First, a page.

A Deadly Dose of Nostalgia

Recently I’ve been writing the first few pages of my first book. And it hurts.


It hurts because it’s hard. It hurts because the things I write today often don’t read so well tomorrow. It hurts because most of the time it’s so overwhelming I can’t see straight. And it hurts because the subject matter I’m writing about sends me deep into the throws of nostalgia. The deadly kind.

The book I’m writing is about three women who attend West Point. And when I start thinking about West Point, traveling up there to do research, spending hours upon hours looking at photos of that place… it’s hard not to get lost in it all. Lost in the memories of middle school and high school—and then just kind of lost.

It got me thinking… when you start thinking back, does it prevent you from moving forward?

IMG_0919This is West Point. My once home.

Nostalgia is this gut-wrenching feeling of wanting to be back in a place you once were with people you once knew or in a time you once had. The dictionary says nostalgia is “a sentimental longing or wistful affection for the past, typically for a period of place with happy personal associations.” Right. So if nostalgia takes you to a happy place, why, so often, does it leave us in a state of utter depression?

I think it goes back to my thought life. Fostering a healthy thought life is the key to breaking the bonds of nostalgia. If I let my mind dwell in the past – my brain can conjure up memories (true and false) that can taint my enjoyment of the present.

Whatever is true. What is true is that I live in Nashville—the greatest city in the world with some of the greatest people I’ve ever met and some of the closest friends I’ve ever had.

Whatever is noble. What is noble is that I’m trying my hardest to live in the gifts I believe I’ve been given, to the glory of God, for better or worse.

Whatever is right. Whatever is pure. What’s right and pure is knowing the ways God has blessed me here and now, today.

Whatever is lovely. What is lovely is looking in the mirror and feeling content with who I am now.

Whatever is admirable. What is admirable are the ways other people in my life are living for today and giving their lives away to others.

If anything is excellent or praiseworthy.  Think about such things.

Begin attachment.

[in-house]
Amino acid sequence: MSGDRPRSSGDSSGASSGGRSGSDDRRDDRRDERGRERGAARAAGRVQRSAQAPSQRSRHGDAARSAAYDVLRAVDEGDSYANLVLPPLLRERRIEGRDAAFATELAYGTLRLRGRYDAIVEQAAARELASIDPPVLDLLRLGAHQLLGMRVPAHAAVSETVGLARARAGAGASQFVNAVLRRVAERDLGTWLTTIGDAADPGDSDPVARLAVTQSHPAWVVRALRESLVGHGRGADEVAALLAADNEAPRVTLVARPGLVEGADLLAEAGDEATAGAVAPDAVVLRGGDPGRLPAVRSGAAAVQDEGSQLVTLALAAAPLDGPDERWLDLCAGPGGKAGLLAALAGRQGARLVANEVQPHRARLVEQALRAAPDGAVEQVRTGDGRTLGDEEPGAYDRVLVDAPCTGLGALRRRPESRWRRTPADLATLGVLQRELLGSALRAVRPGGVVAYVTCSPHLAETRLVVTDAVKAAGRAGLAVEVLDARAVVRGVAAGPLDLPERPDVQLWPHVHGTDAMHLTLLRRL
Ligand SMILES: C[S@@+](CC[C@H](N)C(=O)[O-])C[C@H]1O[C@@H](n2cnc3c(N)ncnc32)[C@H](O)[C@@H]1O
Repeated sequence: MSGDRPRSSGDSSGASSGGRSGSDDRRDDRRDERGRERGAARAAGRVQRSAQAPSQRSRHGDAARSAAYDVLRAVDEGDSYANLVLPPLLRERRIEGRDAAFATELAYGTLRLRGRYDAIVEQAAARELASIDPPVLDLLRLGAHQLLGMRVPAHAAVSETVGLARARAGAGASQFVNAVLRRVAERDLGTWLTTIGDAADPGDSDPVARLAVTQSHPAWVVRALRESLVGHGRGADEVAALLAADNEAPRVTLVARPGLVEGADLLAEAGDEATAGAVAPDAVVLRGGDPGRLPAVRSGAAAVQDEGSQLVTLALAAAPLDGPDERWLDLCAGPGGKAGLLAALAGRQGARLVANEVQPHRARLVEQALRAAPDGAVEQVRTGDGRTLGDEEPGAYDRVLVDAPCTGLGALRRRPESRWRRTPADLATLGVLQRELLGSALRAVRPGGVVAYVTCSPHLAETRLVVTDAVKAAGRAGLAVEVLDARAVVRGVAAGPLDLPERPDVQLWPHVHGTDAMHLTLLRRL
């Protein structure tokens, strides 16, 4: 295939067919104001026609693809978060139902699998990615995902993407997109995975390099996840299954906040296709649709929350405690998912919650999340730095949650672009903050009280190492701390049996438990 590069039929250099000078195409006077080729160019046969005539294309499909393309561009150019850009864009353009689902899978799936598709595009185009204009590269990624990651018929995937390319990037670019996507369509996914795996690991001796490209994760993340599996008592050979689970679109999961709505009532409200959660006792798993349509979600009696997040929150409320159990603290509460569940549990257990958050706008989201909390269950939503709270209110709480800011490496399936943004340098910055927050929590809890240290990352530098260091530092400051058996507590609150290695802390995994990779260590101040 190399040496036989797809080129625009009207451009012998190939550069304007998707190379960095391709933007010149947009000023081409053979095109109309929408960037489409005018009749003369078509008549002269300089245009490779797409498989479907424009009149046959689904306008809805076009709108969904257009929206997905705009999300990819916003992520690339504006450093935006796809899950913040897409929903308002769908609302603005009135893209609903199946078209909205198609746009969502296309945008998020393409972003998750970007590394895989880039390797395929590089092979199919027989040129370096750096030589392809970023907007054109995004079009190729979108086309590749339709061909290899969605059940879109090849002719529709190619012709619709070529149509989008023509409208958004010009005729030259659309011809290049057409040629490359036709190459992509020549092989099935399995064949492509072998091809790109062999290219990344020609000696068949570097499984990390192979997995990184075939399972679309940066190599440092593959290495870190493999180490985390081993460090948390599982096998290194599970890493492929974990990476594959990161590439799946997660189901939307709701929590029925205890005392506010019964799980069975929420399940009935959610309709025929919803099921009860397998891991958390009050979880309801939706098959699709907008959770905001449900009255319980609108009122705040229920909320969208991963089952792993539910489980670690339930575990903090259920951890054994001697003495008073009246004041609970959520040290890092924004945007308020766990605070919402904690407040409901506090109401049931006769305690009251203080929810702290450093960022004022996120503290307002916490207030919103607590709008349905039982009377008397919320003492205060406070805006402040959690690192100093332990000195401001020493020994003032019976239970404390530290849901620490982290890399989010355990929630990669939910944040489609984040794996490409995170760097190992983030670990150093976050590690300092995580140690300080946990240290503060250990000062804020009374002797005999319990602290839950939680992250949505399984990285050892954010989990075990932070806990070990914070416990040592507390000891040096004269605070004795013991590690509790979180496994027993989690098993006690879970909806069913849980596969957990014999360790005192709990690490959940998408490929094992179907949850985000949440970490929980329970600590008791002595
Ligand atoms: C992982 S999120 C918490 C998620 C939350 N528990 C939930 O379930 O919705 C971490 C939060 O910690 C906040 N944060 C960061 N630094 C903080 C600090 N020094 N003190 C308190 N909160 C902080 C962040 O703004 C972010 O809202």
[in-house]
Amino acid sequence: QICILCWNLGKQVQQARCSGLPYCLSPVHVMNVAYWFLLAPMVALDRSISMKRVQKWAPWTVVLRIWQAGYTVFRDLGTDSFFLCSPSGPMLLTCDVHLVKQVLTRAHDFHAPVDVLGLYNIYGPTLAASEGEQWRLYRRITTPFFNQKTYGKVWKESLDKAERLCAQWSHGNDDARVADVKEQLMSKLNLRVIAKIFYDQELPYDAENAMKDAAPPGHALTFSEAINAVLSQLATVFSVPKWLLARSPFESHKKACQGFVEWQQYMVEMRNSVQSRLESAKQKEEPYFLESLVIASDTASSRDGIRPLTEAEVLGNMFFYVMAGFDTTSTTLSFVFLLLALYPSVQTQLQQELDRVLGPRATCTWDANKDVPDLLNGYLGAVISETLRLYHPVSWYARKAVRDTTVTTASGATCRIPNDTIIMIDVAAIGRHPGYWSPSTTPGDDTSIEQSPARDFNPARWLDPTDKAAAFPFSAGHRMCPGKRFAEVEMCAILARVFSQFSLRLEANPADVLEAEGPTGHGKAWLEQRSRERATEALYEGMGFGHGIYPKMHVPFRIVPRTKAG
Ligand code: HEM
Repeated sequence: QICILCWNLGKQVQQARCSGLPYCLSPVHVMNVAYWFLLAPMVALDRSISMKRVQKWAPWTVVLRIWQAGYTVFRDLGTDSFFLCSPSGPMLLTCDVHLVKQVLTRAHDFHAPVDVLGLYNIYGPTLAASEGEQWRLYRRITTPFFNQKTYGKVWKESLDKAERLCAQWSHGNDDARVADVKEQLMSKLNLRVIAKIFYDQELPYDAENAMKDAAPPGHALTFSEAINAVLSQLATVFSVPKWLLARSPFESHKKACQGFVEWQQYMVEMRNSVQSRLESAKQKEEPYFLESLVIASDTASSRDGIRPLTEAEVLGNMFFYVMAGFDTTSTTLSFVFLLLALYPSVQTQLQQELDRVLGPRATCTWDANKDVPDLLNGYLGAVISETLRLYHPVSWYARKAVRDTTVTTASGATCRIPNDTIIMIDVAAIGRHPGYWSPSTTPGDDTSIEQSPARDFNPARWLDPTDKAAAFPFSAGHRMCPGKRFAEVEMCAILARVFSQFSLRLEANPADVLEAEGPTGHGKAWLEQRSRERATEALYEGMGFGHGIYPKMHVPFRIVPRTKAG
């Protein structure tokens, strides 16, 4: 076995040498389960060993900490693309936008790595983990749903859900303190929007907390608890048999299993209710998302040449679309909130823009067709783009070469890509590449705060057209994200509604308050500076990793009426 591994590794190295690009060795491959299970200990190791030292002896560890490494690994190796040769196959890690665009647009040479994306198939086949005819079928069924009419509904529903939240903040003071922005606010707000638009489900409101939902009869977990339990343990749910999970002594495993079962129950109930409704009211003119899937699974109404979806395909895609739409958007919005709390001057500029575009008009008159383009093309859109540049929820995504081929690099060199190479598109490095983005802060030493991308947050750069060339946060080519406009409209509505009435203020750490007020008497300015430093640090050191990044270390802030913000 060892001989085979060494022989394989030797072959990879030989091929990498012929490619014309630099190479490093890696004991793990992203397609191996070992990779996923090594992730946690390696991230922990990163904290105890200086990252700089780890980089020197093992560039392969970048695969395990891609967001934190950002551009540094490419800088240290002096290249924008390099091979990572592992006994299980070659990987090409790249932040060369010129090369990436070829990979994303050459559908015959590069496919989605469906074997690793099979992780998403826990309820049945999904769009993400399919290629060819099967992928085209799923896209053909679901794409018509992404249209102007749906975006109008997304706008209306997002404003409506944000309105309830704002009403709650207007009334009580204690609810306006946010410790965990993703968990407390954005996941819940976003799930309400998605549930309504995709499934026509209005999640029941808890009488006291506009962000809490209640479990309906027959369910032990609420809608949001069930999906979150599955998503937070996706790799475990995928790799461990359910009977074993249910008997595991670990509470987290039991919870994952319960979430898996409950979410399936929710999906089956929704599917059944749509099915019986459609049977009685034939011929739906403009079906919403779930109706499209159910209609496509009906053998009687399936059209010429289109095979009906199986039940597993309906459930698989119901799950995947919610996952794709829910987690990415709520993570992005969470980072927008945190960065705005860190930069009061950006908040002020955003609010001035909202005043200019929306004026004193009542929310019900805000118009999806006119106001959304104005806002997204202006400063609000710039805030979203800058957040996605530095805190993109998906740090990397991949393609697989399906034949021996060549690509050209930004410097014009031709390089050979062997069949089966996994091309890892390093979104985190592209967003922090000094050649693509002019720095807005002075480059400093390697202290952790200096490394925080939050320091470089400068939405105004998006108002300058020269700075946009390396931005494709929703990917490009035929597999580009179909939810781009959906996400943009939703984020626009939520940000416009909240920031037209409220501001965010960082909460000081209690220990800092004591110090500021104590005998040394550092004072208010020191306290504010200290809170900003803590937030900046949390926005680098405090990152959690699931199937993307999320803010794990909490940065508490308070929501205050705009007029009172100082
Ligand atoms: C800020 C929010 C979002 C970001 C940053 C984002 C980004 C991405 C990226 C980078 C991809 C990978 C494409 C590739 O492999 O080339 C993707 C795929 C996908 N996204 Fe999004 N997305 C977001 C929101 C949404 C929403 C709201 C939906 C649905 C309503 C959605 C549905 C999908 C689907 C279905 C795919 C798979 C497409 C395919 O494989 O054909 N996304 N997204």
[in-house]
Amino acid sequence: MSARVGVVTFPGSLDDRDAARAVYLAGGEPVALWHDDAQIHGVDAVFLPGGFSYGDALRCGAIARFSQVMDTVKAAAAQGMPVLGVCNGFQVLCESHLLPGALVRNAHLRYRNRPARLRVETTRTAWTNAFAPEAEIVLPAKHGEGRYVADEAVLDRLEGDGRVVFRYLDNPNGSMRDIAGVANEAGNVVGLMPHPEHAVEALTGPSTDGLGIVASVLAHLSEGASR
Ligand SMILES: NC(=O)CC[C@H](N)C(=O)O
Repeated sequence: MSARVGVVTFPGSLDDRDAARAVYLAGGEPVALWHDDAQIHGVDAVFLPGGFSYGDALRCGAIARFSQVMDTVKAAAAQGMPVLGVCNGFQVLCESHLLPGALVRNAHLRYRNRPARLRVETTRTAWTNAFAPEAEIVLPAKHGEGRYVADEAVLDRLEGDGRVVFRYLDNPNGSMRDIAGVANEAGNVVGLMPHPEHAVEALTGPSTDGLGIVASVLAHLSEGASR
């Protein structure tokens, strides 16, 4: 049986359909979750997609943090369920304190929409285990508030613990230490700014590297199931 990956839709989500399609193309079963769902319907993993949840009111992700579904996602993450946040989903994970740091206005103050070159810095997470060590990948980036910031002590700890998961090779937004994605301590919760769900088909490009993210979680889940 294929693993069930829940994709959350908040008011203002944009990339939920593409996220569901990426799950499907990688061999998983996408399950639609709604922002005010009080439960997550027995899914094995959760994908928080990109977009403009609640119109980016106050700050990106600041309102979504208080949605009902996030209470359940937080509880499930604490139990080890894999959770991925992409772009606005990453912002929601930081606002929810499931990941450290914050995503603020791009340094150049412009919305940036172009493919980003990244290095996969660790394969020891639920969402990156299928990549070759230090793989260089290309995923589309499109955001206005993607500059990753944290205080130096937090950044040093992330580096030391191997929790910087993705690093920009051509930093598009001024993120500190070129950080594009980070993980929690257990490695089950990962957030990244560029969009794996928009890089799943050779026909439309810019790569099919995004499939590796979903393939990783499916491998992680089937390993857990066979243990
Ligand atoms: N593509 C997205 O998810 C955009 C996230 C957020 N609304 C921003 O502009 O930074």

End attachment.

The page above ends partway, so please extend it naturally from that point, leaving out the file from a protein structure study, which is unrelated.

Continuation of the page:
Philippians 4:8. 

Lord, help me. This hurts.


Author: Claire

Hi I'm Claire. I am a freelance writer, Vizlsa lover, and avid runner who lives in Nashville, TN. Nice to meet you.

9 thoughts

  1. i get it….i do it, too….i try to use the memories as a springboard of prayer and praise…thanking God for the opportunities i’ve had, the people i;ve had the privilege to meet, and the wonderful places and different cultures where i learned how to live life well. opportunities, privileges, people, and places don’t end. they continue to unfold. we be in each moment!!!

  2. As I approach my youngest daughter’s senior year in high school and that impending, dreaded moment of her moving out, I find that I have a hard time looking at photos of her and her big sister when they were little. I realized the other day that I have thought of that ever dreaded moment when they will both be gone, almost every day for 4 years now. I have lost a lot of happy moments tearing up whenever I thought of it. Sometimes, those moments would even happen when we were having such a good time that I never wanted it to end! What a waste! Nostalgia. Hmmm.

    1. Wow. Thank you for sharing, Laura. I can only imagine the thoughts of nostalgia that come when you have little ones. Lord knows I’m not ready for that!

  3. Once again, amazing..were you writing at the Frothy Monkey? The Peach Truck is always at Frothy Monkey. I have that nostalgic feeling about Austin; so does Olivia. It’s amazing it was only for 3 years but I have never had that feeling ever to a place that I have lived. Love your post, sweet girl. Let’s do lunch and I MEAN IT..I am out for summer..so let’s make plans.

  4. wow, this hits home. life right now feels very ‘stuck’ and I’m finding that nostalgia doesn’t do a whole lot other than make me weepy and sorry for myself. the worst part is that it completely blinds me of God’s blessing and grace in this moment.
    thank you dearly for this post. I can’t even put words to how perfectly timed it is.

  5. Dear Claire, I so love reading your blog posts. You always provide important thoughts to ponder. As one who has a much longer “thought life” than you, I understand the bonds of nostalgia and so appreciate your words about this. The verse from Philippians does provide answers for us.
    Thanks again for all your writing, I look forward to reading each one.
    Gretchen Thiele

    1. thank you so much Gretchen. So thankful for your sweet family (especially the branch in Nashville!). It is a little scary that this battle with nostalgia will only get more difficult as my “thought life” extends with years – but perhaps it gets easier, too, with wisdom and practice. Thanks for reading… that’s so humbling!

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